As Brené Brown has said: We should save the stories that make us the most vulnerable for those who have earned a right to hear them. It doesn’t feel right to tell every friendly person who asks that my family of origin is estranged or to explain why, which would have most people backing slowly away, running through a ticker of judgements. As Sissy would say, “awk.” Even so, we are who we are, and one thing children most often are is brutally honest.
In spite of the “awk,” there are some perks. For instance, it is a pleasure to spend holidays with people whose company you genuinely enjoy and who have no obligation to pass the time with you. That generally makes for a darned good time.
Zeep is hard to raise. He is so hard to raise that I frequently find myself grumbling, “I know why some species eat their young.” I have read the riot act to him on a number of occasions recently. He has spent many long hours in service to make amends for some outrageous choices. He has a deficit in social thinking and often does not anticipate how his choices will affect others. Once it is explained, he feels bad, but that isn’t enough. Relationships are often fragile and can be irreparably trashed, leaving one party standing alone and looking around wondering exactly what happened. When your sister thinks you’re a “douchebag,” Houston, you’ve got a problem.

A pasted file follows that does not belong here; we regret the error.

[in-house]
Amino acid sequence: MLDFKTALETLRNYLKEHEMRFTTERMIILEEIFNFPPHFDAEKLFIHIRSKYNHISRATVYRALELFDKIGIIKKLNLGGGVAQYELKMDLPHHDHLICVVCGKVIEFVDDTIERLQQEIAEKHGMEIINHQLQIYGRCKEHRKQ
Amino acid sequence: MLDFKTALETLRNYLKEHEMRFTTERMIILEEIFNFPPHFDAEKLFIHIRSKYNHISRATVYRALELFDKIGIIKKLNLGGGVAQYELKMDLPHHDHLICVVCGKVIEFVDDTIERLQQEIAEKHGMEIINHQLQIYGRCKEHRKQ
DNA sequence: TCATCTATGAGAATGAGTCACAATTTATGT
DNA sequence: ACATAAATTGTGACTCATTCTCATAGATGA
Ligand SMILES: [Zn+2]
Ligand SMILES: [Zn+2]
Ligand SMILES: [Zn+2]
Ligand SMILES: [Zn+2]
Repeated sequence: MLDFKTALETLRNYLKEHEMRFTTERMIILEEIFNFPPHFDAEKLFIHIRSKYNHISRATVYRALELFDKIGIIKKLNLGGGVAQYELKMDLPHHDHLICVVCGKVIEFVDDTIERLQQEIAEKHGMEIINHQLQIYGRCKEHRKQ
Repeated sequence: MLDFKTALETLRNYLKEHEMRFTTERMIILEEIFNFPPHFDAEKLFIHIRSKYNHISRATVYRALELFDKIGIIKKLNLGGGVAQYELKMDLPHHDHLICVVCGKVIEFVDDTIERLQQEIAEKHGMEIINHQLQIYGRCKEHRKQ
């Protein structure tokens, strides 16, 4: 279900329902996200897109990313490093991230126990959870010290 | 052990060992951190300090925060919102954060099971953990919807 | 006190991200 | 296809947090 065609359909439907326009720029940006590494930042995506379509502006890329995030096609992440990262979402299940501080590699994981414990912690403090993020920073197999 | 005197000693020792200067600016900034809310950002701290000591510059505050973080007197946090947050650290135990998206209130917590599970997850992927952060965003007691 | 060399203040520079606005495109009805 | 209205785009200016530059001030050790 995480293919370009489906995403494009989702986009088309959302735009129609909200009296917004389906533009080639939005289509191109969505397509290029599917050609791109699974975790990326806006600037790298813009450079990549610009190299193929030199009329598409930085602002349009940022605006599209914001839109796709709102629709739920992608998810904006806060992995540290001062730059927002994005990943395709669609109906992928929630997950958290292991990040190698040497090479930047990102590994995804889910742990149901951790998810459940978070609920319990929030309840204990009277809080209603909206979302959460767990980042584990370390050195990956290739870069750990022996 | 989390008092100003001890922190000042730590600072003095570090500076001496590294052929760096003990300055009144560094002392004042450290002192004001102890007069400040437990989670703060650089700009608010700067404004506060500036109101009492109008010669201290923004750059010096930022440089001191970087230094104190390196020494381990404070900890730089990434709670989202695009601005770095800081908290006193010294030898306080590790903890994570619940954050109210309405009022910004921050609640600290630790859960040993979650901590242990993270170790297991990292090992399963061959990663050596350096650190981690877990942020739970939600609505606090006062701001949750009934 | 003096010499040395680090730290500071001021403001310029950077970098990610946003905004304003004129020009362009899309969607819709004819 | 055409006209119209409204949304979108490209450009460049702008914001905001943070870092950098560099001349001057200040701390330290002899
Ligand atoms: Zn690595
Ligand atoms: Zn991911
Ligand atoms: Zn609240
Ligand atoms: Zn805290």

“I have come to realize,” I said during yesterday’s lecture,”that I only have five more years to teach you the things you will need to know to make it on your own at college.” I was thinking of things like “how to listen to others”, and “how to say you’re sorry,” but he said, “Like how to shave? …because I really need to know how to shave.”
Oh good Lord. I went for my glasses and peered at his upper lip.
“Like shave,” I conceded.